Tech Tip: Pleasant Surprise - Plugging Nissan Head Leak

Tech Tip: Pleasant Surprise – Plugging Nissan Head Leak

Any technician who has worked extensively with Asian-made vehicles has more than a casual acquaintance with head gasket replacements. It comes as no surprise that when you put an aluminum head on a cast iron block, the different expansion rates of the two metals will eventually weaken the head gasket.

Any technician who has worked extensively with Asian-made vehicles has more than a casual acquaintance with head gasket replacements. It comes as no surprise that when you put an aluminum head on a cast iron block, the different expansion rates of the two metals will eventually weaken the head gasket.

With that fact in mind, it is amazing how many miles these vehicles can log before the head gasket has to be replaced. On the other hand, some vehicles can experience a leaking head gasket with only 30,000 miles on the odometer. So, when water is leaking out from behind a timing belt cover, no matter what the mileage, what is the first thing that comes to your mind? It must be a leaking head gasket. But maybe this time, it’s not.

Such is the case with 1990 to 1995 Nissan Pathfinders or trucks equipped with a VG30E engine. These vehicles can develop a coolant leak that runs down behind the timing belt covers and appears to be coming from the head gasket(s). But my friends, you want to be sure. It’s a good idea to spend the time to remove the timing belt covers to check out this problem completely.

Use the following procedure for identifying and repairing the source of the coolant leak:

1. Drain the coolant and remove the following components: cooling fan, all drive belts, water pump pulley, distributor protector, A/C compressor drive belt idler bracket, fresh air intake tube for rocker cover, water hose from thermostat housing, crankshaft pulley bolt and pulley.

2. Remove the front timing belt covers, timing belt, upper camshaft timing gears and the rear belt cover/dust shield. Prior to removing the timing belt, manually rotate the engine so that #1 cylinder is on its compression stroke and align timing marks (this will ease re-assembly).

3. Inspect the threaded blind plugs located directly below each camshaft. If coolant, corrosion or a powdery residue is noticeable around the outside edges of either blind plug, use a suitable Hex wrench and remove the offending blind plug from the cylinder head.
NOTE: It is not necessary to remove and disassemble the cylinder head for this repair.

4. Clean off all traces of coolant, sealer and residue from the blind plug and cylinder head threads.

5. Apply Teflon tape or a suitable pipe thread sealer to the threads of the blind plug.

6. Re-install the blind plug into the cylinder head. Torque to 50 ft. lb. +/- 2 ft. lb.

7. Re-install the components mentioned in steps one and two and add fresh coolant.
NOTE: Make sure to bleed all the air from the cooling system before a test drive.

The vehicle owner knew what it would have cost to replace one or both of the head gaskets. You told them, right? In this case, the labor charge for the repair will be only slightly higher than the diagnostic time. This is the kind of pleasant surprise that customers remember for years. Not only will they be happy to pay this bill, the great "word of mouth advertising" they generate will be priceless.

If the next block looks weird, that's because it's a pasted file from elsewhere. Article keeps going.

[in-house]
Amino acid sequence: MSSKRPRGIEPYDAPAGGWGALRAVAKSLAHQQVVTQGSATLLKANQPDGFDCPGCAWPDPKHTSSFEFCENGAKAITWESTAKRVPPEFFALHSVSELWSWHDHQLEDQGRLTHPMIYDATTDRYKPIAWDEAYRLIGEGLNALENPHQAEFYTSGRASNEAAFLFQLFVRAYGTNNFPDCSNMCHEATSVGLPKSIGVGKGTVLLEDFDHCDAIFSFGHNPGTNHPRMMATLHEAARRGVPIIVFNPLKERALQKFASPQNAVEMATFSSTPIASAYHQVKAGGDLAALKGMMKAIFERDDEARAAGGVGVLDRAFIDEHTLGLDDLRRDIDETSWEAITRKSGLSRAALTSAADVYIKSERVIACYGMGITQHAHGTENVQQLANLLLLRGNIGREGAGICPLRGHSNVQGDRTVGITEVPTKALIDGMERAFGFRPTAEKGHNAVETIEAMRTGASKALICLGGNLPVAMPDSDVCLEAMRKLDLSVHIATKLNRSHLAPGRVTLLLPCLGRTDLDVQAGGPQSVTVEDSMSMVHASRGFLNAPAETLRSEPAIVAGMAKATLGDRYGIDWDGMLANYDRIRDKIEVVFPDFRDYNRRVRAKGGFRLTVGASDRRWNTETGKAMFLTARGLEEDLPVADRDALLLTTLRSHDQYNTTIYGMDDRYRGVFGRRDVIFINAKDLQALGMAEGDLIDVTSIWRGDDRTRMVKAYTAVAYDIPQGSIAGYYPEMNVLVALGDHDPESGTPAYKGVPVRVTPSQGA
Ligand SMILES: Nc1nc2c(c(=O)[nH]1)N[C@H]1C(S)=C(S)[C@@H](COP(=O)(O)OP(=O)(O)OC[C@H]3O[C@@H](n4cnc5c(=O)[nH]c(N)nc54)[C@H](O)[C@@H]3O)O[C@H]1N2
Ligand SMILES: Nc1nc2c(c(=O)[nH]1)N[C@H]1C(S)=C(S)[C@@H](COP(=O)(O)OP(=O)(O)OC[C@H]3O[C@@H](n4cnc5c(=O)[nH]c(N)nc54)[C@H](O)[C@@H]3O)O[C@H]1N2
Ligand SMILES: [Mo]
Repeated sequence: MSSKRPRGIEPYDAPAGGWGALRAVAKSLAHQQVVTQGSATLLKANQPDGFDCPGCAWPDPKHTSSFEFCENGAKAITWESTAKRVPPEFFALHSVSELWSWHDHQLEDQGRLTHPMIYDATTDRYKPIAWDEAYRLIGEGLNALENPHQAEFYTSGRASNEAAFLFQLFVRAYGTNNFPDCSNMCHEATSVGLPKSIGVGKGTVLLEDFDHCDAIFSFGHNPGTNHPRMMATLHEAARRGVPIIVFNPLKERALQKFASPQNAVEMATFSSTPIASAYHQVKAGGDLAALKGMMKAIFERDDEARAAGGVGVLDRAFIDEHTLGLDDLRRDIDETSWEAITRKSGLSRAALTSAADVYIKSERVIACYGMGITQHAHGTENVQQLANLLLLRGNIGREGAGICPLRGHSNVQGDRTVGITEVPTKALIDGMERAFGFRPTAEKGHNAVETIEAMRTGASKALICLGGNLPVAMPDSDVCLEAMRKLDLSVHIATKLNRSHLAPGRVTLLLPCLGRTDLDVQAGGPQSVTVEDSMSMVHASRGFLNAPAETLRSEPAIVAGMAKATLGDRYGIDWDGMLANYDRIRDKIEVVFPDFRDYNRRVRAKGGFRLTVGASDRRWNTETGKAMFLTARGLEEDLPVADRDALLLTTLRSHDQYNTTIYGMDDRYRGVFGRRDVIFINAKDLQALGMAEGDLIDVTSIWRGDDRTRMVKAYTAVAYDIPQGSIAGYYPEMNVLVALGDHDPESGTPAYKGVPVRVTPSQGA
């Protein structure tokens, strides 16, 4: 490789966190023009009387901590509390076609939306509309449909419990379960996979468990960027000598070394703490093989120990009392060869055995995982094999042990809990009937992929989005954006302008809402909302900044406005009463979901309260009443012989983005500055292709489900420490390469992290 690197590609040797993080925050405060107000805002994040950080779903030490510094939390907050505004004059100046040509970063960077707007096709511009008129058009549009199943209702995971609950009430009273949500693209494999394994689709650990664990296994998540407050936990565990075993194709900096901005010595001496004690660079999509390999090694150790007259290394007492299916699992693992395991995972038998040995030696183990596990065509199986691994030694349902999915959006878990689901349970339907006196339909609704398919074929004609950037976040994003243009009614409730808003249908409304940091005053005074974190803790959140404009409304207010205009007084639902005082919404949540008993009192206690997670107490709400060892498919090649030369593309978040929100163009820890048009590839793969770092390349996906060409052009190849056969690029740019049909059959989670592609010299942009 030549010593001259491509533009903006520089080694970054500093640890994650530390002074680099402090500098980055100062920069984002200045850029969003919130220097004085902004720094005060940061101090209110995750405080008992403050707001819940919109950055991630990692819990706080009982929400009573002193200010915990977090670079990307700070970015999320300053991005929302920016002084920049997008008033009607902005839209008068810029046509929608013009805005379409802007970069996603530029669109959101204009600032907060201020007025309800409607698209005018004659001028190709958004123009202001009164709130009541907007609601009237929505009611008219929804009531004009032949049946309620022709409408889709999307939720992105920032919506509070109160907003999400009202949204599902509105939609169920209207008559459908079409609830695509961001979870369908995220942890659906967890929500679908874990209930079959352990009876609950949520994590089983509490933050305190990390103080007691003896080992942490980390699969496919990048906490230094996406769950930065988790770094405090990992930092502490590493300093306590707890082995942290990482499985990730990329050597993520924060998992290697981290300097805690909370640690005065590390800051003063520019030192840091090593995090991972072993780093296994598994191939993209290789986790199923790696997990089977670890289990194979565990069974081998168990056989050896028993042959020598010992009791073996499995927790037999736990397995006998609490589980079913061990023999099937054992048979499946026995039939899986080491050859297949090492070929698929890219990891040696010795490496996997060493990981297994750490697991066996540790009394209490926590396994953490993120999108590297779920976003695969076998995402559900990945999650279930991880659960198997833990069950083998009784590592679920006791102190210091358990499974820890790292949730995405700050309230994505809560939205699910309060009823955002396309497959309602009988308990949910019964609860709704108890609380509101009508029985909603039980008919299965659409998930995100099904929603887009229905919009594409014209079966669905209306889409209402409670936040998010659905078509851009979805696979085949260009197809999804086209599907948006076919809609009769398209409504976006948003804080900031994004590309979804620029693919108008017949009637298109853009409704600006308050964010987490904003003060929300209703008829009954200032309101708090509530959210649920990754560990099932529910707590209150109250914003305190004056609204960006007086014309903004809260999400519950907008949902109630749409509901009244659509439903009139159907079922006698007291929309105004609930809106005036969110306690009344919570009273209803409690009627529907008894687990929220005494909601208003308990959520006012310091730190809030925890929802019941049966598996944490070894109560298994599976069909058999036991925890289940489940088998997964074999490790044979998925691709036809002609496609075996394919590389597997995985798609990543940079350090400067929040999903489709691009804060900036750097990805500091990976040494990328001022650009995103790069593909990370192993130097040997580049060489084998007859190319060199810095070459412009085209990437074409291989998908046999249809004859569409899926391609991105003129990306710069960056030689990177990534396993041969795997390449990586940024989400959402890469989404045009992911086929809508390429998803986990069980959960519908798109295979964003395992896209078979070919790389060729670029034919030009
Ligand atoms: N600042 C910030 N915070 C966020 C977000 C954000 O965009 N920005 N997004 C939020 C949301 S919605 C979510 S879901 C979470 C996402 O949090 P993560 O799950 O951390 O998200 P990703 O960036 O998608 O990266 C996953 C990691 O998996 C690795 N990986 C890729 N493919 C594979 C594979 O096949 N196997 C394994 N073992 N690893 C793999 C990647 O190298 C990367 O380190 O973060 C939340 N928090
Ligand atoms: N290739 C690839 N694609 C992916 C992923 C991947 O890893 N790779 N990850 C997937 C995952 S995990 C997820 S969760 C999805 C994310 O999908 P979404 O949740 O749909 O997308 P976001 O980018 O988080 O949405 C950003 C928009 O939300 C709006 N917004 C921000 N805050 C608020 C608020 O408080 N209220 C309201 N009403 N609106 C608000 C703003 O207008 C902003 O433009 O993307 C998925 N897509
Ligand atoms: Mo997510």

Written by ALLDATA Technical Editor, Rich Diegle. Rich is an Advanced Engine Performance Certified and ASE Master Technician with an Associate of Arts degree in automotive technology and 22 years of dealership and independent shop experience.

Courtesy of ALLDATA.

For additional information, visit www.alldata.com.

You May Also Like

Autel’s CSMS Achieves OCPP 2.0.1 Certification

The Charging Station Management System obtained the certification from the Open Charge Alliance.

Autel Energy announced that its Charging Station Management System (CSMS) has obtained the OCPP 2.0.1 Certification from the Open Charge Alliance (OCA).

OCPP 2.0.1, the latest version of Open Charge Point Protocol (OCPP) released by OCA in 2020, is the globally recognized standard for effective communication between charging stations and charging station management software, the company said. The protocol provides advanced smart charging capabilities and enhanced control features for utilities, Charge Point Operators (CPO), and EV owners. To date, only 14 companies worldwide have achieved this esteemed certification, Autel Energy said.

Tool Time Podcast: Lumileds

Nadine and Eric sit down with Lumileds’ Aubry Baugh to discuss all the professional lighting solutions the company has to offer.

Cummins, Daimler Truck and PACCAR Form Joint Venture

The completed joint venture is now known as Amplify Cell Technologies.

Bosch Announces 87 Aftermarket Parts Released in June

The new part numbers include 22 wiper part numbers, 35 rotating machines, 20 sensors, six spark plugs and more.

Modine Helps Fortify Zero-Emission Bus Fleet in Wisconsin

Racine transit system zero-emission buses are equipped with Modine EVantage to increase longevity and range.

Other Posts

TEXA Runs Car Diagnostic Tool Promotion

The promotion is active from June 1 through August 31.

Babcox Media Appoints Director of Strategic Partnerships

Tom Pecka will oversee the development and execution of strategic media partnerships and sponsorships, as well as enhance media activations across the company’s diverse media channels.

Please Take Our Brakes/Rotating Electrical Survey

By entering, you’ll have a chance to win a $100 gift card or one of 10 $25 gift cards!

Autel Approved for Nissan Central Gateway Access

This Nissan gateway access is available now on Autel MaxiSYS Ultra, MS919, MS909, MS906PRO, and MS906PRO-TS, and the remaining Autel tablets by May 30.